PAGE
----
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This Proto-Indo-European entry contains reconstructed words and roots. As such, the term(s) in this entry are not directly attested, but are hypothesized to have existed based on comparative evidence.



From *dʰeǵʰ-.

However, Kloekhorst argues that the Sanskrit and Anatolian evidence point towards a reconstruction of the root *dʰeǵ- as opposed to *dʰeǵʰ- on the basis that:

  1. In the Sanskrit oblique stem jm-, -j- must reflect *ǵ-, and cannot reflect *ǵʰ-, which would regularly give -h- in all positions.
  2. The long vowel in the Hittite nom. sg. [tēkan] suggests a "voiced unaspirated" (pre-glottalised) velar. See Kloekhorst (2012).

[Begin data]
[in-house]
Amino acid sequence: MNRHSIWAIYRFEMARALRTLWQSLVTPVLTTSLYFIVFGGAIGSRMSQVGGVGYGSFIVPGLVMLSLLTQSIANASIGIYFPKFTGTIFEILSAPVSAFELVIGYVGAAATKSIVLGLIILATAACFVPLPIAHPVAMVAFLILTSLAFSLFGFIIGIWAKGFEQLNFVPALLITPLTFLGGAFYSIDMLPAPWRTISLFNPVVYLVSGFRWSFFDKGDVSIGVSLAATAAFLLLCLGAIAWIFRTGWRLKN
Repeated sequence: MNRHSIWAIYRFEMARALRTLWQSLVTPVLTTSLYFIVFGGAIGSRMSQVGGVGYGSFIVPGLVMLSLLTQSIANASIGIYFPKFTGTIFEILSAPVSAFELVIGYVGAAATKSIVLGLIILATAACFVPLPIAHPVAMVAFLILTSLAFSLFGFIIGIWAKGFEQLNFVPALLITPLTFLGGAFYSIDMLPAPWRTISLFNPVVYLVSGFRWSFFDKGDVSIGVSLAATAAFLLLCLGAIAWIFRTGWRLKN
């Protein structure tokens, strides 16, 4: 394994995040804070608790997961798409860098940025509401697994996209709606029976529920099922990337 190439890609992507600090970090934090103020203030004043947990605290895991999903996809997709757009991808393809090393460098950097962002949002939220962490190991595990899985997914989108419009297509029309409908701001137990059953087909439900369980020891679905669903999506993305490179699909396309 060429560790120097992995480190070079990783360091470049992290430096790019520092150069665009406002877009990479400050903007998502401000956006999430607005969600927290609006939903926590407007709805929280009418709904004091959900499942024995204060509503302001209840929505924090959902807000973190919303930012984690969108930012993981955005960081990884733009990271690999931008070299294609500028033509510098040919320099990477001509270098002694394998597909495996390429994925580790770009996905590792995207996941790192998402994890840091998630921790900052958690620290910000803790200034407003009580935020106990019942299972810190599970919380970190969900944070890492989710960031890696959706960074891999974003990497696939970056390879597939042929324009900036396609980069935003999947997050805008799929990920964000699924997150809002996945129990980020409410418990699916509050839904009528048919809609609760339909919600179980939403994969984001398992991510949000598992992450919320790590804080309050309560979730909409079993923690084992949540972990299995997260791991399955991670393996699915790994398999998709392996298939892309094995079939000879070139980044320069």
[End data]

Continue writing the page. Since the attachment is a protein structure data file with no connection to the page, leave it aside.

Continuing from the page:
3. The *ǵʰ- reconstructable from Latin, Germanic and Greek can be explained in the glottalic theory as a simplification of the cluster *dʰǵ /dˀg/ to *dʰǵʰ /dg/. The opposite development is much less likely.

A phonetically difficult, but possible connection is with *(s)teǵ- ‎(to cover), with devoicing of *dʰ to *t via Siebs' law.[1]


*dʰéǵʰōm f ‎(oblique stem *ǵʰm-)

  1. earth


  • The Hittite evidence suggests a regular hysterokinetic inflection; Kloekhorst reconstructs the original paradigm as:
Nom. Sg. *dʰéǵ-m-
Acc. Sg. *dʰǵ-ém-m
Gen. Sg. *dʰǵ-m-és

Derived terms[edit]

  • *ǵʰmṓ ‎(earthling, human) (from extended locative *dʰǵʰm-én ‎(on the earth))




  • Don Ringe, From Proto-Indo-European to Proto-Germanic, Oxford University Press, 2006
  • Alwin Kloekhorst (2008), Etymological Dictionary of the Hittite Inherited Lexicon, Leiden, Boston: Brill Academic Publishers, page 859f
  • “c‘amak‘” in Hrach Martirosyan (2010), Etymological Dictionary of the Armenian Inherited Lexicon, Leiden, Boston: Brill Academic Publishers, ISBN 9789004173378, pages 621–623